the samples included in the sample group G1 at a constant rate and
increasing the Rice parameter for samples at the high band side among the
samples included in the sample group G2 at a constant rate. An example is
given below.
TABLEUS00001
TABLE 1
Envelope Rice parameter for Rice parameter for
information sample group G1 sample group G1
Amplitudes are s1 s2
uniform
Amplitudes are s1 (for 1 .ltoreq. k < k1) s2 (for 1 .ltoreq. k < k1)
larger in higher s1 + const. 1 s2 + const. 2
frequencies (for k1 .ltoreq. k .ltoreq. N) (for k1 .ltoreq. k .ltoreq. N)
Amplitudes are s1 + const. 3 s2 (for 1 .ltoreq. k < k1)
smaller in higher (for 1 .ltoreq. k < k1) s2 + const. 4
frequencies s1 (for k1 .ltoreq. k .ltoreq. N) (for k1 .ltoreq. k .ltoreq.
N)
Amplitudes are s1 (for 1 .ltoreq. k < k3) s2 (for 1 .ltoreq. k < k3)
larger in midrange s1 + const. 5 s2 + const. 6
frequencies than in (for k3 .ltoreq. k < k4) (for k3 .ltoreq. k <
k4)
higher and lower s1 (for k4 .ltoreq. k .ltoreq. N) s2 (for k4 .ltoreq. k
.ltoreq. N)
frequencies
Amplitudes are s1 + const. 7 s2 + const. 9
smaller in midrange (for 1 .ltoreq. k < k3) (for 1 .ltoreq. k < k3)
frequencies than s1 (for k3 .ltoreq. k < k4) s2 (for k3 .ltoreq. k <
k4)
higher and lower s1 + const. 8 s2 + const. 10
frequencies (for k4 .ltoreq. k .ltoreq. N) (for k4 .ltoreq. k .ltoreq. N)
In Table 1, s1 and s2 are Rice parameters for the sample groups G1 and
G2, respectively, illustrated in [Examples 1 to 4 of Auxiliary
Information for Identifying Rice Parameters] and const.1 to const.10 are
predetermined positive integers. The encoder 616b in this example has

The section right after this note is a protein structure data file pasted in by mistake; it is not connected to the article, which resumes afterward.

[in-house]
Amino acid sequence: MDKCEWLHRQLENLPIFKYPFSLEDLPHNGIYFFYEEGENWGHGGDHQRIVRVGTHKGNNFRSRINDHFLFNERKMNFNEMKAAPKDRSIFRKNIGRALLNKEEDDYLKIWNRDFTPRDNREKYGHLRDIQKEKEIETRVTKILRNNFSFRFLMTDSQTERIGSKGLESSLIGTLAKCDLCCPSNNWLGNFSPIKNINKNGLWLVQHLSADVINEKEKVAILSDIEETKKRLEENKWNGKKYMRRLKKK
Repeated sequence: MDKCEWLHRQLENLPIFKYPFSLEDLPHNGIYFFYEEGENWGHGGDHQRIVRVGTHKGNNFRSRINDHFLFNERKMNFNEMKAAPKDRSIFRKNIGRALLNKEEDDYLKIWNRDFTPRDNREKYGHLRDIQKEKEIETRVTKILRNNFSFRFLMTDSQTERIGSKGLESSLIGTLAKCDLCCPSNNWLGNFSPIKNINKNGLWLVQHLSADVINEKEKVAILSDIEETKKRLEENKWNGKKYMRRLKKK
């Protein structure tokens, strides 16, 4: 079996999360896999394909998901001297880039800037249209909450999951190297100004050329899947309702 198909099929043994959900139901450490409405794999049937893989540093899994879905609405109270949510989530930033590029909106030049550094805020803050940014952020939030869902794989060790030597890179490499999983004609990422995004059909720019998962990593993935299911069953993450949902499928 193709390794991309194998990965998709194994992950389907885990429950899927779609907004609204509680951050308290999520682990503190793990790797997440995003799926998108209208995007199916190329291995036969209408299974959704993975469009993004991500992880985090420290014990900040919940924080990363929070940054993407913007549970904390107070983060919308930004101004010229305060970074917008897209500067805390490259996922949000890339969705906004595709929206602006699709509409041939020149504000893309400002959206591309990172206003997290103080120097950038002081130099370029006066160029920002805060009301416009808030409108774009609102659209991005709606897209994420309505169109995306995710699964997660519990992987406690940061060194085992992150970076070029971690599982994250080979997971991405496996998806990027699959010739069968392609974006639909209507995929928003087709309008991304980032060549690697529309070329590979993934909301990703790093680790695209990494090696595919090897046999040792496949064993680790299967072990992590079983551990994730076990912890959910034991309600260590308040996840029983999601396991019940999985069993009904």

only to output auxiliary information identifying envelope information
(ninth auxiliary information) in addition to code strings and the pieces
of auxiliary information illustrated in examples 2 and 3 of Rice
parameters. If envelope information is already known to the decoding
side, the encoder 616b does not need to output the ninth auxiliary
information.
[0246] FrequencyDomainPitchPeriodBased Decoder 623
[0247] The frequencydomainpitchperiodbased decoder 623 includes a
decoder 623a and decodes a code string using a decoding method based on a
frequencydomain pitch period T to obtain and output a frequencydomain
sample string.
[0248] Decoder 623a
[0249] The decoder 623a decodes code strings to obtain frequencydomain
sample strings by (separate) decoding processes according to different
criteria for the sample group G1 made up of all or some of one or a
plurality of successive samples including a sample corresponding to a
frequencydomain pitch period T in a frequencydomain sample string and
one or a plurality of successive samples including a sample corresponding
to an integer multiple of the frequencydomain pitch period T in the
frequencydomain sample string and for the sample group G2 made up of the
samples that are not included in the sample group G1 in the
frequencydomain sample string and outputs frequencydomain sample
strings.
[0250] [Examples of Code Groups C1, C2 and Sample Groups G1, G2]
[0251] The decoder 623a identifies the sample numbers included in the code
groups C1 and C2 included in an input code string in each frame and the